Alabama Rules of Criminal Procedure
Rule 12. Selection of venire; the grand jury and petit jury panels
Rule 12.9. Challenge to grand jury proceedings or to an indictment
(a) PROCEDURE. The grand jury proceedings may be challenged only by written motion to dismiss the indictment, filed in the circuit court and alleging grounds therefor.
(b) TIMELINESS. A motion under section (a) of this rule may be filed after an indictment is returned and before arraignment or by such later date as may be set by the court; provided, however, that if counsel is appointed for the first time at arraignment, the court shall give counsel a reasonable time within which to file
Rule 12.9(a) governs the procedure for challenges both to the grand jury panel as a whole and to individual grand jurors. It does not deal with the effect of a successful challenge of an indictment, which is dealt with in Rule 13.5.
Ala.Code 1975, § 15-15-40, provides that the only objection is that the jurors were not drawn by the officer designated by law to so draw the names. The cases hold that this Code section refers to the information of the grand jury panel itself under Ala.Code 1975, § 12-16-74, Doss v. State, 220 Ala. 30, 123 So. 231 (1929); Spivey v. State, 172 Ala. 391, 56 So. 232 (1911); Smith v. State, 34 Ala.App. 45, 38 So.2d 341 (1948). Ala.Code 1975, § 15-15-40, provides that an objection to the formation of the grand jury can be taken on the ground that the jurors were not drawn in the presence of the officer designated by law. The case cited above holds that this Code section refers to the formation of the jury venire, from which the grand and petit jurors are drawn under Ala.Code 1975, § 12-16-70.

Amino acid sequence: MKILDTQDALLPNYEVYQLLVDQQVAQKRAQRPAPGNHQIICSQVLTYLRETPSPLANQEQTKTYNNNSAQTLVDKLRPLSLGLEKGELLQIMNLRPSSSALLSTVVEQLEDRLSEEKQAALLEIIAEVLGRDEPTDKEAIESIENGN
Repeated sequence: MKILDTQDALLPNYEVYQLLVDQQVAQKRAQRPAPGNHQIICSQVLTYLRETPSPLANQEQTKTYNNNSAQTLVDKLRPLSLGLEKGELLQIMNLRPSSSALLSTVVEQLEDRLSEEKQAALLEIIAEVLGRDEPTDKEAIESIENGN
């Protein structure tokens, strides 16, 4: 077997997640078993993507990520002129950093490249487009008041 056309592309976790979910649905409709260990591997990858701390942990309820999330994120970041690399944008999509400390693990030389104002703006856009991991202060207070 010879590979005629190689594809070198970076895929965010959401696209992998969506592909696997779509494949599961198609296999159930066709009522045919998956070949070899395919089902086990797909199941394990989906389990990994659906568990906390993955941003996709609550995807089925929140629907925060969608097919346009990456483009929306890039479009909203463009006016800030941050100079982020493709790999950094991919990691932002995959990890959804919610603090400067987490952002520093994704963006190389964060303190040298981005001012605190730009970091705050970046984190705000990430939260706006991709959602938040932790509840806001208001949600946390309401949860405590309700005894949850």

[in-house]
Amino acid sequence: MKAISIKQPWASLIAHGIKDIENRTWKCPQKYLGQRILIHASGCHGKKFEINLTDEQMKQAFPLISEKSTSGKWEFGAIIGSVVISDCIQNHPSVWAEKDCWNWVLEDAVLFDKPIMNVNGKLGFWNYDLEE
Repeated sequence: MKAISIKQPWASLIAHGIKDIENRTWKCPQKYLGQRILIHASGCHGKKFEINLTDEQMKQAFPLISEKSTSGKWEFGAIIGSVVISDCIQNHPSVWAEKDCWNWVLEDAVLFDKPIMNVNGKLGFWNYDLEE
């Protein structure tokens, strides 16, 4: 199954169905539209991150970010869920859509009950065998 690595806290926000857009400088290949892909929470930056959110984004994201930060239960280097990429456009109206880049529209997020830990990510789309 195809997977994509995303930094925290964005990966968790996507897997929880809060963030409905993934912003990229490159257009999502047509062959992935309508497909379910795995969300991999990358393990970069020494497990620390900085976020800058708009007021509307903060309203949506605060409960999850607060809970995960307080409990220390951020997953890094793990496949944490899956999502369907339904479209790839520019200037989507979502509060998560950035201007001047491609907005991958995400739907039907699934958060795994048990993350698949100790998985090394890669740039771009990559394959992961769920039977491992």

Any party may challenge an individual member of the grand jury. A member may be unqualified to serve on the panel from two perspectives: general disqualification to serve as a juror as provided in Ala.Code 1975, § 12-16-60, and disqualification in a particular matter as provided in Rule 12.4.
Section (a) provides the method by which a challenge to the grand jury or member of the panel shall be made. This rule does not permit the defendant to challenge the formation of the grand jury until after an indictment has been returned. In an early case, the Alabama Supreme Court stated the rule that objections to a grand juror or a challenge for cause cannot be made until after the jury is elected and sworn. The reasoning was that each defendant might have an objection to a particular juror and it would be impossible to empanel any grand jury. The better practice is to empanel the jury first, and then allow objectionable jurors to be excluded in particular cases. State v. Hughes, 1 Ala. 655 (1840).
Objection to commencement of the proceedings including a grand jury proceeding must be made before trial under Rule 15.2(a), thus the motion must be filed before a plea is entered under Rule 15.3(a), unless a later filing is permitted by the court.
A motion under section (a) should be filed before arraignment, but, if the court agrees, it may be filed later. If counsel is not appointed until at arraignment, then the court must allow counsel a reasonable time within which to file the motion.